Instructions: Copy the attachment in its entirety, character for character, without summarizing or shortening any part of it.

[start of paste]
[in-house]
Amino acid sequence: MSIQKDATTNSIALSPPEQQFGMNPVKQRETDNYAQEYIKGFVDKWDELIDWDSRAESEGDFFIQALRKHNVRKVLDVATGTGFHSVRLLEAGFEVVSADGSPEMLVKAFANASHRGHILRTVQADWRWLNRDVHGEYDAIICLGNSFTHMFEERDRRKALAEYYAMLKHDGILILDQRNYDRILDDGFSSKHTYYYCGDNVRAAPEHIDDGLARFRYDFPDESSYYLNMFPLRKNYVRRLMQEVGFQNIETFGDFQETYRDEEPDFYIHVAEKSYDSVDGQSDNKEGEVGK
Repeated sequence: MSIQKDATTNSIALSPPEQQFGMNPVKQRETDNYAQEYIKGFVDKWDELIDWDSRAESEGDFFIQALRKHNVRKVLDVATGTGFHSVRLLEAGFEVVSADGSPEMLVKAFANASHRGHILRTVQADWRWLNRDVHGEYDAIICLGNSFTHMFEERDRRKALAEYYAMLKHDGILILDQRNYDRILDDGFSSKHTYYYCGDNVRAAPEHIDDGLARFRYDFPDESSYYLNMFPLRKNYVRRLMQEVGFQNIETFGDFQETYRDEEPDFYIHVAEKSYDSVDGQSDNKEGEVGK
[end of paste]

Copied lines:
[in-house]
Amino acid sequence: MSIQKDATTNSIALSPPEQQFGMNPVKQRETDNYAQEYIKGFVDKWDELIDWDSRAESEGDFFIQALRKHNVRKVLDVATGTGFHSVRLLEAGFEVVSADGSPEMLVKAFANASHRGHILRTVQADWRWLNRDVHGEYDAIICLGNSFTHMFEERDRRKALAEYYAMLKHDGILILDQRNYDRILDDGFSSKHTYYYCGDNVRAAPEHIDDGLARFRYDFPDESSYYLNMFPLRKNYVRRLMQEVGFQNIETFGDFQETYRDEEPDFYIHVAEKSYDSVDGQSDNKEGEVGK
Repeated sequence: MSIQKDATTNSIALSPPEQQFGMNPVKQRETDNYAQEYIKGFVDKWDELIDWDSRAESEGDFFIQALRKHNVRKVLDVATGTGFHSVRLLEAGFEVVSADGSPEMLVKAFANASHRGHILRTVQADWRWLNRDVHGEYDAIICLGNSFTHMFEERDRRKALAEYYAMLKHDGILILDQRNYDRILDDGFSSKHTYYYCGDNVRAAPEHIDDGLARFRYDFPDESSYYLNMFPLRKNYVRRLMQEVGFQNIETFGDFQETYRDEEPDFYIHVAEKSYDSVDGQSDNKEGEVGK